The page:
Trevor refused to divulge his plan. “You’ll see when we get there,” he said.
He probably knew we’d all steal his idea if we had known ahead of time. We definitely would have stolen his idea.
So we set a 5-hour block appointment with our favorite tattoo artist. I had my design; Mom, hers; Kim –– my almost sister-in-law –– hers. Adam’s, of course, had to do with music to start a sleeve on his right arm instead of continuing his left.
But all of our ideas meant something, even Adam’s. Local Natives’s music inspires him, why not have lyrics tattooed on his arm? “Who Knows Who Cares” is a beautiful sentiment because, honestly, who knows anything and, frankly, who even cares?!?
But Trevor’s. Oh, Trevor’s. He won. His idea was the best. His meant the most.
My grandparents had different tapes we’d listen to on the way to Sunday School every week. The last van they purchased had to have a tape player so they could keep playing them. My three older brothers and I loved one particular tape the most out of the others. And even when a 16-year-old Jordan and then a 16-year-old Trevor took over the driving, pushing Grandma to the middle row of seats, we still loved listening to that tape.
A little boy –– I can’t quite remember his name –– went off walking one day, out in the woods to romp and play. He came to a clearing and happened upon a rather large pond. He hesitated. He wanted to get to the other side as fast as possible but wasn’t sure what to do.
“Peep! Peep! Just knee deep!” a group of young peeper frogs exclaimed.
“Better go around,” an old, deep-voiced bullfrog belched and Papa imitated him perfectly.
He thought about it. The little peeper frogs’ way was surely the best –– he’d get to the other side far more quickly and heck, if it’s only knee deep, he thought, why not?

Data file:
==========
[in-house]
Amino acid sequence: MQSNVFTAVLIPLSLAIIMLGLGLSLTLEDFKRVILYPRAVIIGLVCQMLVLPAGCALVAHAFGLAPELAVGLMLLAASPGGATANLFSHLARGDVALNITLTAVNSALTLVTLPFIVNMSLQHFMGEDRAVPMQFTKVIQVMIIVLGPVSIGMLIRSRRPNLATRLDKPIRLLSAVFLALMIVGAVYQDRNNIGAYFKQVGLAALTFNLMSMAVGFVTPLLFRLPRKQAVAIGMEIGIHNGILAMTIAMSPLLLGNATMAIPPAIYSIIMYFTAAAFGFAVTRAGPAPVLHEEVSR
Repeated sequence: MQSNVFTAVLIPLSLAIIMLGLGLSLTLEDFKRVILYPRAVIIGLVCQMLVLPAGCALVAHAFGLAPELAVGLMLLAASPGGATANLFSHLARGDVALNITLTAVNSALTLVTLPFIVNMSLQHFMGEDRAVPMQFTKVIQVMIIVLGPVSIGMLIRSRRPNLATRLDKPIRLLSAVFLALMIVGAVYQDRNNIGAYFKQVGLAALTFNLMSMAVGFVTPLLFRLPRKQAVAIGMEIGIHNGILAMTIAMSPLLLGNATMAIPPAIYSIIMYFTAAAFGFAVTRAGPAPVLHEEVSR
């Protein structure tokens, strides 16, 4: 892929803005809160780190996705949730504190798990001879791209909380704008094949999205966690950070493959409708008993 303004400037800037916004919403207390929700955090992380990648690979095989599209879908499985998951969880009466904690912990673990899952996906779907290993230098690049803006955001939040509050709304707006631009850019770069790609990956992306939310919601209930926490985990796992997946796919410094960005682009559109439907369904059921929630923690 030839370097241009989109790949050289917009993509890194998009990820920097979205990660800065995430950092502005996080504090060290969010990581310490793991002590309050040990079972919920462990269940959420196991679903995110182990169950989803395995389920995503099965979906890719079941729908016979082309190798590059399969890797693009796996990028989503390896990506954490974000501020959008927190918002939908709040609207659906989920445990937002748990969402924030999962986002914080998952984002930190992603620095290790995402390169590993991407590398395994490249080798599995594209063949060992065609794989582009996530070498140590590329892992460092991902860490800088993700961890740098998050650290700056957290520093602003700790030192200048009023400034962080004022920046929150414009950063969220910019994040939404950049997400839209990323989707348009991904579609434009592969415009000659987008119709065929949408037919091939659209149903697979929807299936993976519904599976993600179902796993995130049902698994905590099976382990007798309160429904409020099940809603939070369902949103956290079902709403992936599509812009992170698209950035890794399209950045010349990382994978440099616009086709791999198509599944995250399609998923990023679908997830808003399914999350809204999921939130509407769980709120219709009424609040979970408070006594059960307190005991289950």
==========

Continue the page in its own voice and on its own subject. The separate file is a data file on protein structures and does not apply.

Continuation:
“Peep! Peep! Just knee deep!”
Following the peeper frogs’ advice, the boy waded into the pond and passed the knee-deep level. The water got deeper and deeper and, because he couldn’t swim, the boy drowned in the pond.
“Shoulda gone around,” the bullfrog croaked.
I know what you’re thinking. What a terribly tragic story. But I never thought that; I always loved it. I can still hear Papa saying “Better go around” in his gruff voice while I shrieked “Peep! Peep! Just knee deep!” in my whiny, childish voice.
There’s a lesson in the story that I only recently realized: trust your wise elders and don’t rush life. Take the long way around. Enjoy the journey instead of rushing it to get to the destination. We know things didn’t end well for the little boy that day. He “Shoulda gone around.”
So tears gathered in my eyes when Trevor finally told us his tattoo idea. And when the tattoo artist lifted the needle from Trevor’s bicep for the final time, wetness trickled down
my freckled cheek.
Don’t get a tattoo just to get one. Make sure it means something to you. You win bonus points if it makes your little sister cry out of happiness like my brother’s did.